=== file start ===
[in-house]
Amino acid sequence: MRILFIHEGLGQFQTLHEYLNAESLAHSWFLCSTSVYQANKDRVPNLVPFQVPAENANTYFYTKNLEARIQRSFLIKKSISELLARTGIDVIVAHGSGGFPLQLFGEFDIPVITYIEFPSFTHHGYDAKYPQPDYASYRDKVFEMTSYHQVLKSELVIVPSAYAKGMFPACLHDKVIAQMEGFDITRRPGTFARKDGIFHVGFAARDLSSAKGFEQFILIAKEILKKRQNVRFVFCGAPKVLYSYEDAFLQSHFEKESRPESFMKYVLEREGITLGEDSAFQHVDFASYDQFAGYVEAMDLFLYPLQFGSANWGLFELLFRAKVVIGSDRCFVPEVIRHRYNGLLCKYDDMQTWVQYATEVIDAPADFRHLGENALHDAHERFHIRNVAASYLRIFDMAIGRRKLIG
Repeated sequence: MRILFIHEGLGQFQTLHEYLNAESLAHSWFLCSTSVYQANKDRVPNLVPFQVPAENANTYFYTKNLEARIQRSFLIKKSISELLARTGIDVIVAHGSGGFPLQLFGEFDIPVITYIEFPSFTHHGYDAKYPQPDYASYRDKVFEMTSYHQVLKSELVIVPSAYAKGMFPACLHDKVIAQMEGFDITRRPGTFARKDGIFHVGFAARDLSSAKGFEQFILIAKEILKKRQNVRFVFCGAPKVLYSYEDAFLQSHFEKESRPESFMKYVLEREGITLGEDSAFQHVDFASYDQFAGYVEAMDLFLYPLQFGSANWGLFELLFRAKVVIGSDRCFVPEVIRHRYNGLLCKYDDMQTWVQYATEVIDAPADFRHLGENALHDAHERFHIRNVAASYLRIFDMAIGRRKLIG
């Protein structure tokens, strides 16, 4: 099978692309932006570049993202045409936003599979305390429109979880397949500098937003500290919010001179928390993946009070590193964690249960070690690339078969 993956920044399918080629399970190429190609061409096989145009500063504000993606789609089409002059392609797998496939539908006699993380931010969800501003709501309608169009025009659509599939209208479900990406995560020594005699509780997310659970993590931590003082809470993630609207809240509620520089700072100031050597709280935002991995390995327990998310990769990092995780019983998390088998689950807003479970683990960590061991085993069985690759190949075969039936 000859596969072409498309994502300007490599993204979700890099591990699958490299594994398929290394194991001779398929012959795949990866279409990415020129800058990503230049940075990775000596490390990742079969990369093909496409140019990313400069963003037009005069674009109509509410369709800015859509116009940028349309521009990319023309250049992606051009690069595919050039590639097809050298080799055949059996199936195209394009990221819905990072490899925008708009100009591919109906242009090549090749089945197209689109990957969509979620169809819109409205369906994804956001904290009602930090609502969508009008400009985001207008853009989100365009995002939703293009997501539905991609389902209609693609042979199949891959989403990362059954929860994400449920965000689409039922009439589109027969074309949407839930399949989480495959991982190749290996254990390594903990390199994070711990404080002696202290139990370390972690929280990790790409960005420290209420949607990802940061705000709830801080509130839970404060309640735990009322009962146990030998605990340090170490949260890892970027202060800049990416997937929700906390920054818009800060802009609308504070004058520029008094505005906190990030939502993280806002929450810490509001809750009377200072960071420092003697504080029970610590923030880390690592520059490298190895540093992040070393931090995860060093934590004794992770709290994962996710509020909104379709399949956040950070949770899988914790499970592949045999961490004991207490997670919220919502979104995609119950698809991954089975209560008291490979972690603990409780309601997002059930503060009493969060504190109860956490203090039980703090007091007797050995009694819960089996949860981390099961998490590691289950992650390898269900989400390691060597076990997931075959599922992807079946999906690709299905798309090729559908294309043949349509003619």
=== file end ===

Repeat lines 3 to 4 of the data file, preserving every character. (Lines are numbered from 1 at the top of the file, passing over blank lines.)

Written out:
Repeated sequence: MRILFIHEGLGQFQTLHEYLNAESLAHSWFLCSTSVYQANKDRVPNLVPFQVPAENANTYFYTKNLEARIQRSFLIKKSISELLARTGIDVIVAHGSGGFPLQLFGEFDIPVITYIEFPSFTHHGYDAKYPQPDYASYRDKVFEMTSYHQVLKSELVIVPSAYAKGMFPACLHDKVIAQMEGFDITRRPGTFARKDGIFHVGFAARDLSSAKGFEQFILIAKEILKKRQNVRFVFCGAPKVLYSYEDAFLQSHFEKESRPESFMKYVLEREGITLGEDSAFQHVDFASYDQFAGYVEAMDLFLYPLQFGSANWGLFELLFRAKVVIGSDRCFVPEVIRHRYNGLLCKYDDMQTWVQYATEVIDAPADFRHLGENALHDAHERFHIRNVAASYLRIFDMAIGRRKLIG
């Protein structure tokens, strides 16, 4: 099978692309932006570049993202045409936003599979305390429109979880397949500098937003500290919010001179928390993946009070590193964690249960070690690339078969 993956920044399918080629399970190429190609061409096989145009500063504000993606789609089409002059392609797998496939539908006699993380931010969800501003709501309608169009025009659509599939209208479900990406995560020594005699509780997310659970993590931590003082809470993630609207809240509620520089700072100031050597709280935002991995390995327990998310990769990092995780019983998390088998689950807003479970683990960590061991085993069985690759190949075969039936 000859596969072409498309994502300007490599993204979700890099591990699958490299594994398929290394194991001779398929012959795949990866279409990415020129800058990503230049940075990775000596490390990742079969990369093909496409140019990313400069963003037009005069674009109509509410369709800015859509116009940028349309521009990319023309250049992606051009690069595919050039590639097809050298080799055949059996199936195209394009990221819905990072490899925008708009100009591919109906242009090549090749089945197209689109990957969509979620169809819109409205369906994804956001904290009602930090609502969508009008400009985001207008853009989100365009995002939703293009997501539905991609389902209609693609042979199949891959989403990362059954929860994400449920965000689409039922009439589109027969074309949407839930399949989480495959991982190749290996254990390594903990390199994070711990404080002696202290139990370390972690929280990790790409960005420290209420949607990802940061705000709830801080509130839970404060309640735990009322009962146990030998605990340090170490949260890892970027202060800049990416997937929700906390920054818009800060802009609308504070004058520029008094505005906190990030939502993280806002929450810490509001809750009377200072960071420092003697504080029970610590923030880390690592520059490298190895540093992040070393931090995860060093934590004794992770709290994962996710509020909104379709399949956040950070949770899988914790499970592949045999961490004991207490997670919220919502979104995609119950698809991954089975209560008291490979972690603990409780309601997002059930503060009493969060504190109860956490203090039980703090007091007797050995009694819960089996949860981390099961998490590691289950992650390898269900989400390691060597076990997931075959599922992807079946999906690709299905798309090729559908294309043949349509003619």